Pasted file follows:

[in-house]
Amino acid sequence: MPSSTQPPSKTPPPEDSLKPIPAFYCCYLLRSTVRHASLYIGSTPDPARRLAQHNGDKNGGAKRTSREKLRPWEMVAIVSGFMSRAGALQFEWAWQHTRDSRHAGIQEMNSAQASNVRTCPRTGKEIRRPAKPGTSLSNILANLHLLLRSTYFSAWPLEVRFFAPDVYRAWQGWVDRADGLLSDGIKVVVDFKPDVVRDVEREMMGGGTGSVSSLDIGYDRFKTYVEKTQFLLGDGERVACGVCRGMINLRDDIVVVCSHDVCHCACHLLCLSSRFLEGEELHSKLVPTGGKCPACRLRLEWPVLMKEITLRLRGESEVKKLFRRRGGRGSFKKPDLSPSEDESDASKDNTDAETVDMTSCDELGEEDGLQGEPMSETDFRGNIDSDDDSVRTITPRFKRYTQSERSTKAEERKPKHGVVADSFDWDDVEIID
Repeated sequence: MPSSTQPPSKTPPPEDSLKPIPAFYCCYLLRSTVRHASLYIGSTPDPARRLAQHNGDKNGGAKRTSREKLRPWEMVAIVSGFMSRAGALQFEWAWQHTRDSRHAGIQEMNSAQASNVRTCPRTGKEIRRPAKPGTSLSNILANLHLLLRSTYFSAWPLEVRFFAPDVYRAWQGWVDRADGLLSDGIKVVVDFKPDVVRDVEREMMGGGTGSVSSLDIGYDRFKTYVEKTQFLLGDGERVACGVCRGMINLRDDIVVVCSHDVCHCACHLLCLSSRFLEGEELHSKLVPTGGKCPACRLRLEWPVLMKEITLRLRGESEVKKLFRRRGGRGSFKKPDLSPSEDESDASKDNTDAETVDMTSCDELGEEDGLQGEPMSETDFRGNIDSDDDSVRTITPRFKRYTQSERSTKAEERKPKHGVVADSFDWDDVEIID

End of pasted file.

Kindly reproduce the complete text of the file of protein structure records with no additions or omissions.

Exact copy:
[in-house]
Amino acid sequence: MPSSTQPPSKTPPPEDSLKPIPAFYCCYLLRSTVRHASLYIGSTPDPARRLAQHNGDKNGGAKRTSREKLRPWEMVAIVSGFMSRAGALQFEWAWQHTRDSRHAGIQEMNSAQASNVRTCPRTGKEIRRPAKPGTSLSNILANLHLLLRSTYFSAWPLEVRFFAPDVYRAWQGWVDRADGLLSDGIKVVVDFKPDVVRDVEREMMGGGTGSVSSLDIGYDRFKTYVEKTQFLLGDGERVACGVCRGMINLRDDIVVVCSHDVCHCACHLLCLSSRFLEGEELHSKLVPTGGKCPACRLRLEWPVLMKEITLRLRGESEVKKLFRRRGGRGSFKKPDLSPSEDESDASKDNTDAETVDMTSCDELGEEDGLQGEPMSETDFRGNIDSDDDSVRTITPRFKRYTQSERSTKAEERKPKHGVVADSFDWDDVEIID
Repeated sequence: MPSSTQPPSKTPPPEDSLKPIPAFYCCYLLRSTVRHASLYIGSTPDPARRLAQHNGDKNGGAKRTSREKLRPWEMVAIVSGFMSRAGALQFEWAWQHTRDSRHAGIQEMNSAQASNVRTCPRTGKEIRRPAKPGTSLSNILANLHLLLRSTYFSAWPLEVRFFAPDVYRAWQGWVDRADGLLSDGIKVVVDFKPDVVRDVEREMMGGGTGSVSSLDIGYDRFKTYVEKTQFLLGDGERVACGVCRGMINLRDDIVVVCSHDVCHCACHLLCLSSRFLEGEELHSKLVPTGGKCPACRLRLEWPVLMKEITLRLRGESEVKKLFRRRGGRGSFKKPDLSPSEDESDASKDNTDAETVDMTSCDELGEEDGLQGEPMSETDFRGNIDSDDDSVRTITPRFKRYTQSERSTKAEERKPKHGVVADSFDWDDVEIID